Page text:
Saipan entered the harbor
offloaded spare parts and maintenanc
and departed for Manila.
On the 20th
she delivered the helicopters to Air Force personnel in the Philippines; and
at the end of the month
she resumed operations off the coast of Korea. On 8 May
she put into Sasebo
through the 24th
remained in Japanese waters. On the
she got underway to return to Norfolk via the Suez Canal. On 20 July
she completed her round the world cruise.
Saipan again sailed south to the Caribbean. Arriving as hurricane "Hazel" hit the Greater Antilles
razing areas of Hispaniola
the carrier was immediately assigned to relief work. From the 13th to the 20th
she delivered food and me
dical supplies and personnel to isolated areas of Haiti; then
after being honored by the Haitian government
she returned to Norfolk. On 1 November
she entered the shipyard there for overhaul
resumed operations with a cruise to the Cari
bbean. In June
she was again attached to the aviation training center at Pensacola; and
through the summer
conducted qualification exercises. At the end of September
she was ordered to Mexico to again assist in hurricane relief work. From 1 to 9 Oc
her helicopters evacuated survivors
flew in rescue personnel
and distributed food
water and medical supplies
primarily in the flooded Tampico area. On 12 October
she returned to Pensacola
where she remained until April 1957. On the first of
she sailed for Bayonne
where she began inactivation and was decommissioned on 3 October 1957.
Reclassified AVT-6 on 15 May 1959
Saipan remained in the Atlantic Reserve Fleet until March 1963. She then entered the Alabama Dry Dock and Shipbuilding Co. yard at Mobile to begin conversion to a command ship. Briefly designated CC-3
reclassified a Communications Major Relay ship (AGMR-2) on 1 September 1964 while still undergoing conversion. On 8 April 1965
she was renamed Arlington
in honor of Arlington County
the site of one of the Navy's first wireless test station
on 12 August 1966
she completed her conversion. As Arlington (AGMR-2)
she sailed for Norfolk where she was recommissioned on 27 August 1966.
Fitting out occupied the remainder of the year. In January 1967
she conducted shakedown exercises in the Caribbean
she sailed for the Bay of Biscay and exercises off northern Europe. At the end of March
she returned to Norfolk
nce in April
she again steamed to the Caribbean. On her return to the Hampton Roads area
she prepared for deployment to the western Pacific.
Departing Norfolk on 7 July
the communications ship transited the Panama Canal and proceeded on to Pearl Harbor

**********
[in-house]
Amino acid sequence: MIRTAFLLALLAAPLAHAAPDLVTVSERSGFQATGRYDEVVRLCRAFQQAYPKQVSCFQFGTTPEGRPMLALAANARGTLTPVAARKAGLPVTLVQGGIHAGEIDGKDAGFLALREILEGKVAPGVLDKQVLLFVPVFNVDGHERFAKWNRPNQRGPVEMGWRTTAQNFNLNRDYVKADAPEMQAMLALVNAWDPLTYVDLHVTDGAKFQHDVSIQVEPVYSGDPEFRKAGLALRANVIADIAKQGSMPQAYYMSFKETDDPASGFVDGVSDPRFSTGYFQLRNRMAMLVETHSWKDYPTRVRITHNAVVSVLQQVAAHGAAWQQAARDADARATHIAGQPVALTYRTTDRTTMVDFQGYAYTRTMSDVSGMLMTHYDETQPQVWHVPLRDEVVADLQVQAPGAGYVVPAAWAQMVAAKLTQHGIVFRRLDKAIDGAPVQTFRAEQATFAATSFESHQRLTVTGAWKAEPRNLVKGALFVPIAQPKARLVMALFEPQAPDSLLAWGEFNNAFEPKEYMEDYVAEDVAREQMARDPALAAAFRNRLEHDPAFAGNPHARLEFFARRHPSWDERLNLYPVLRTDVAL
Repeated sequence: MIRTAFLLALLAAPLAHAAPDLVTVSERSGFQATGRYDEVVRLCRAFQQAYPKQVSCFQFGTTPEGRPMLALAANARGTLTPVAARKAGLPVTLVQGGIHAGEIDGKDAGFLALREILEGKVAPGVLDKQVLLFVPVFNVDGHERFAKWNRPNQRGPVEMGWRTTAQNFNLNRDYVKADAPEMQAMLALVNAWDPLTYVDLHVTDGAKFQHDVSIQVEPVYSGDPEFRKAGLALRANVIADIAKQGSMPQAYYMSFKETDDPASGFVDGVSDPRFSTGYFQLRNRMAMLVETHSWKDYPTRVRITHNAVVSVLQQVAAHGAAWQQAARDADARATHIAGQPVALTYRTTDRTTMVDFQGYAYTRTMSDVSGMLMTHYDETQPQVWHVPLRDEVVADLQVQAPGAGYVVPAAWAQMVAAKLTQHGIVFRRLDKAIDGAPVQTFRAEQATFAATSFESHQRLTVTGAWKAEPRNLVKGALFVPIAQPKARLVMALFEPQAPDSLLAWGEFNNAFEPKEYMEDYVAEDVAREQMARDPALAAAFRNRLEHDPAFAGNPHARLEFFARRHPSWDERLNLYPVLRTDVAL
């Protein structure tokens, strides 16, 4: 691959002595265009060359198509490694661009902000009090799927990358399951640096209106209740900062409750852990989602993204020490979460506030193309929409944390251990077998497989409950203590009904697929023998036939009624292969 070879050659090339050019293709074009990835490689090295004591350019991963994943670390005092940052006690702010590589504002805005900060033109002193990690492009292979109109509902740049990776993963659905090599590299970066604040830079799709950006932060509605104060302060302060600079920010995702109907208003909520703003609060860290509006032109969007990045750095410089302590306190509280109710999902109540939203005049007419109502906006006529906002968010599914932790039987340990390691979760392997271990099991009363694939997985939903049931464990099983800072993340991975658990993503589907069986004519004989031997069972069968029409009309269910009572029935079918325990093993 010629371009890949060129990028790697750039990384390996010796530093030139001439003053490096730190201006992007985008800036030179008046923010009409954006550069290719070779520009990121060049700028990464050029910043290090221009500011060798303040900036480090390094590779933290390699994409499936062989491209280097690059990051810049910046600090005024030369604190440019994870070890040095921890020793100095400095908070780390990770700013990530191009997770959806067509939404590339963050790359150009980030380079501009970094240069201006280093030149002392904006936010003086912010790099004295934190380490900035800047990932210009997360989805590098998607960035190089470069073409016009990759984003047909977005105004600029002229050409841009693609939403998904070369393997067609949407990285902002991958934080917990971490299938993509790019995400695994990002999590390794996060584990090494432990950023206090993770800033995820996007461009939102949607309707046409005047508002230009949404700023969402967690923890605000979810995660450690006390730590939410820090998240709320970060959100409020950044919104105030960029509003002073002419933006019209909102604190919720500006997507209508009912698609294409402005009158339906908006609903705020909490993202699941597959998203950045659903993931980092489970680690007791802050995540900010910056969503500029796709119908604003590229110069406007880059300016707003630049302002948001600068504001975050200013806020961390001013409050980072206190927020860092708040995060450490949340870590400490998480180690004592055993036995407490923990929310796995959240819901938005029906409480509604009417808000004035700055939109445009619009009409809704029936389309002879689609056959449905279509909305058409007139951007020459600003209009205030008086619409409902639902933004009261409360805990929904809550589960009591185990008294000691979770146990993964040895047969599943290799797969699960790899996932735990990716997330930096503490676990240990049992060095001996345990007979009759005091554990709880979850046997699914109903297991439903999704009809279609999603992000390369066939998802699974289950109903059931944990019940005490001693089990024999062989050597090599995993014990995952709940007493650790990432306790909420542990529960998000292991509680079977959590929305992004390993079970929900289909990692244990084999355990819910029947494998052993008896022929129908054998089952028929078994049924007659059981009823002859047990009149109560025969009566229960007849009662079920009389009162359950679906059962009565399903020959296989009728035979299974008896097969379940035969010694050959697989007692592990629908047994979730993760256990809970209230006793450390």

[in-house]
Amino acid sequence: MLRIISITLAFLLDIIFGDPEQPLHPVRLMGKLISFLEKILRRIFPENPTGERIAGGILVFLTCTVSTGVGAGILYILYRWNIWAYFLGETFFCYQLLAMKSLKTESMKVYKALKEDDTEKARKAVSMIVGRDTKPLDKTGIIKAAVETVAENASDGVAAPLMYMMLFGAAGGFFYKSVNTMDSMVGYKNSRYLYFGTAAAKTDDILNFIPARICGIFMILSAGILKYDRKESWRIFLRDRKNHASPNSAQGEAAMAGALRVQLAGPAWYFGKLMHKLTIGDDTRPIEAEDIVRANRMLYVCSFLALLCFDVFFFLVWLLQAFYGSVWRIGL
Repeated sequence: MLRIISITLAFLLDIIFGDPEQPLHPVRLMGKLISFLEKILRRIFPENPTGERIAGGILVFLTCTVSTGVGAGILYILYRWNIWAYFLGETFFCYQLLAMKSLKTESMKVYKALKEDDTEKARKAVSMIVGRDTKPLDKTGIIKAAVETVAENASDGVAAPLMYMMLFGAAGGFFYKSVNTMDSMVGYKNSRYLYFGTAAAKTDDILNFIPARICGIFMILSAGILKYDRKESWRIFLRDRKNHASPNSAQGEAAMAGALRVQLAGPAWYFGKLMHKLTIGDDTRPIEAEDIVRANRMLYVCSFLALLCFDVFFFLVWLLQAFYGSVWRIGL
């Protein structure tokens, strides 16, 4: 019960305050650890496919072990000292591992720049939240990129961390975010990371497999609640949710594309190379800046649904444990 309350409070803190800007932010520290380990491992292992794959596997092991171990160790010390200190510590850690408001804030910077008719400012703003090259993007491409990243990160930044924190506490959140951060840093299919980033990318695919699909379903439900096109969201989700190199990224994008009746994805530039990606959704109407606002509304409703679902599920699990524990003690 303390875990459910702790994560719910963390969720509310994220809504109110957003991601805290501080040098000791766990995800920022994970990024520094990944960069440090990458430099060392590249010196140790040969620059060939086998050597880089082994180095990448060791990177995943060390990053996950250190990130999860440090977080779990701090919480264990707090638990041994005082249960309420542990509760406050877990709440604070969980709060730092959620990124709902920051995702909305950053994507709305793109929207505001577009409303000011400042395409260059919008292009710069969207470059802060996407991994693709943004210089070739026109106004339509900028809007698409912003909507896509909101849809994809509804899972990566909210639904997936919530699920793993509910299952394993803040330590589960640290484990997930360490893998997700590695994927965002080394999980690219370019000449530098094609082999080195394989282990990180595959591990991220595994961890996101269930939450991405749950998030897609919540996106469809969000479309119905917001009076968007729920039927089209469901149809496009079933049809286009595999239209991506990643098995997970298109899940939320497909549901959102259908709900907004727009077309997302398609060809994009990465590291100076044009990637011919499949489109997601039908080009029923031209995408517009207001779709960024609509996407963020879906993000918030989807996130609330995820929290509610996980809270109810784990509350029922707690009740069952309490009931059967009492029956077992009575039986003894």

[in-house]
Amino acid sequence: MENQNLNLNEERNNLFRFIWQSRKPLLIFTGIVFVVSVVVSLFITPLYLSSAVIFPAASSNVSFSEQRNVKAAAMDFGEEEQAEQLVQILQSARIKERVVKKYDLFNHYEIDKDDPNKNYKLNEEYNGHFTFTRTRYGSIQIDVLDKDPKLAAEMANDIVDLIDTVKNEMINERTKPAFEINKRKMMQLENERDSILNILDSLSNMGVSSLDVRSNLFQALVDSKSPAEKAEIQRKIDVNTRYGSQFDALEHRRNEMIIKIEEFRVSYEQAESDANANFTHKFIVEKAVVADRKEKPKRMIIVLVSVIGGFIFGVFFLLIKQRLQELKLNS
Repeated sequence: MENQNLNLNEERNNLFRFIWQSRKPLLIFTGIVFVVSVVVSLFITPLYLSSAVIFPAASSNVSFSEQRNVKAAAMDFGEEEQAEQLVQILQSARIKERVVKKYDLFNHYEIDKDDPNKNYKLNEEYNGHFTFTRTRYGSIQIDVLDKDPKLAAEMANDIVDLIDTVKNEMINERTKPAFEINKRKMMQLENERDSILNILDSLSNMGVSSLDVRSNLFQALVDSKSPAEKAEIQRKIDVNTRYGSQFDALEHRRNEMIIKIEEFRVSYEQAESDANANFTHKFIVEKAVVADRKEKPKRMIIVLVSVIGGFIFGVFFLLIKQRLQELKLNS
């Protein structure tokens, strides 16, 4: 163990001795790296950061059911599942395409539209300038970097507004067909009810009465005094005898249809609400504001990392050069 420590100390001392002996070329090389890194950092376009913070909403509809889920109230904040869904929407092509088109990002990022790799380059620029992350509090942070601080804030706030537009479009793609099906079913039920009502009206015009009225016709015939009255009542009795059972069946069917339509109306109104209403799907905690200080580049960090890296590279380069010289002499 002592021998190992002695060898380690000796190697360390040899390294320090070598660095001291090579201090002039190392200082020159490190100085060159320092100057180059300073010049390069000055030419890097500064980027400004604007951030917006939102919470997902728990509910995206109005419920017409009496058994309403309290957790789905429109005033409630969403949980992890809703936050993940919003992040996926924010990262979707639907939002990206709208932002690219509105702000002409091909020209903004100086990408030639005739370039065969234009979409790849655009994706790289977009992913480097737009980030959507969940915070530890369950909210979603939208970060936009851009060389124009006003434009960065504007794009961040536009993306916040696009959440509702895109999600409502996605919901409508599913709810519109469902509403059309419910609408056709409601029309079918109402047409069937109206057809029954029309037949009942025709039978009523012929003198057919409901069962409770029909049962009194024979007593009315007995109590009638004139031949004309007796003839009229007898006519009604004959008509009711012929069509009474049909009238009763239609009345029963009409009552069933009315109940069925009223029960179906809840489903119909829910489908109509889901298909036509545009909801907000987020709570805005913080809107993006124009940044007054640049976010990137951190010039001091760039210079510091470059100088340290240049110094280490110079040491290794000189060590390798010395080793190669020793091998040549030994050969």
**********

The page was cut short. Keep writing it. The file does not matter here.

and Subic Bay
with Annapolis (AGMR-1)
she rotated on station off Vietnam. During her first patrol in Tonkin Gulf
from 2 1 August to 18 September
she provided reliable message handling facilities for ships of the 7th Fleet in support of combat operations; and
assisted ships in repairing and better utilizing their electronic equipment. On returning to
the Philippines after her first patrol
Arlington received a new satellite communications terminal; and
on 2 October
she departed Subic for Taiwan.
There for only three days
she continued on to Tonkin Gulf
where she resumed her communications relay duties. At the end of the month
she shifted south to provide communications support to ships in the "Market Time" area off South Vietnam. After 34 d
ays on station
she spent five days in Hong Kong
then returned to Subic Bay
whence she steamed to Tonkin Gulf in early December for her third "Yankee Station" communications patrol. On 27 December
she departed the area and headed north. On 4 January
she arrived at Yokosuka
on the 19th
she got underway to return to Vietnam.
Arriving back on "Yankee Station" on the 24th
she departed again on the 26th
participated in exercises in the Sea of Japan; then returned to "Yankee Station."
On station from 13 February to 10 March
she returned to Yokosuka on 14 March
remained until 3 April
and resumed operations in Tonkin Gulf on 10 April. A visit to Sydney followed completion of her April patrol; but
she was back on statio
n. From 20 to 22 July
she again visited Hong Kong
then sailed for Yokosuka.
Between the end of August and mid-November
she completed two more tours on "Yankee Station
" and in early December
she got underway for Pearl Harbor. There. at mid-month
she conducted communications tests; and
on the 18th
she departed Hawaii in TF
the Manned Spacecraft Recovery Force
Pacific. Acting as primary landing area communications relay ship
she participated in the recovery of Apollo 8 and returned to Pearl Harbor on the 29th. Two days later
she sailed for the Philippines
17 January 1969
she resumed direct communications support for naval units in Tonkin Gulf. On 6 February
she departed "Yankee Station
after upkeep at Yokosuka
conducted operations off southern Japan and in the Ryukyus. Toward the end of March
she sailed for Hong Kong
whence she returned to Vietnam.
Remaining on station from 6 to 14 April
she tested her Apollo communications equipment
on the 15th
headed back to Pearl Harbor. On 2 May
she arrived in Hawaii and once again joined TF 130. Again assigned as primary landing area communications
she departed Pearl Harbor on 11 May and steamed for the Apollo 10 recovery area
400 miles south of Hawaii. On the 26th
the capsule was recovered and the assigned ships returned to Hawaii. From there
Arlington proceeded to Mi
dway where she provided communications support for the Nixon-Thieu conference on 8 June
on the 9th
she sailed west.
On 27 June
the communications ship returned to the Vietnamese coast. On 7 July
she was ordered east for her third Apollo recovery mission. Arriving in the recovery area on the 21st
she tested her equipment; and
on the 22d
moved to Johnsto
n Island. On the 23d
she embarked President Nixon for an overnight visit; and
on the 24th
supported the recovery of Apollo 11. Crew and capsule successfully recovered
Arlington headed for Hawaii
whence she steamed to the west coast. On 21 A
for the first time
at her homeport
and four days later shifted to San Diego to begin inactivation. She was decommissioned on 14 January 1970 and berthed with the Inactive Fleet at San Diego
where she remains into 1974.
[Note: The above USS SAIPAN (CVL-48) history may or may not contain text provided by crew members of the USS SAIPAN (CVL-48) or by other non-crew members and text from the Dictionary of American Naval Fighting Ships]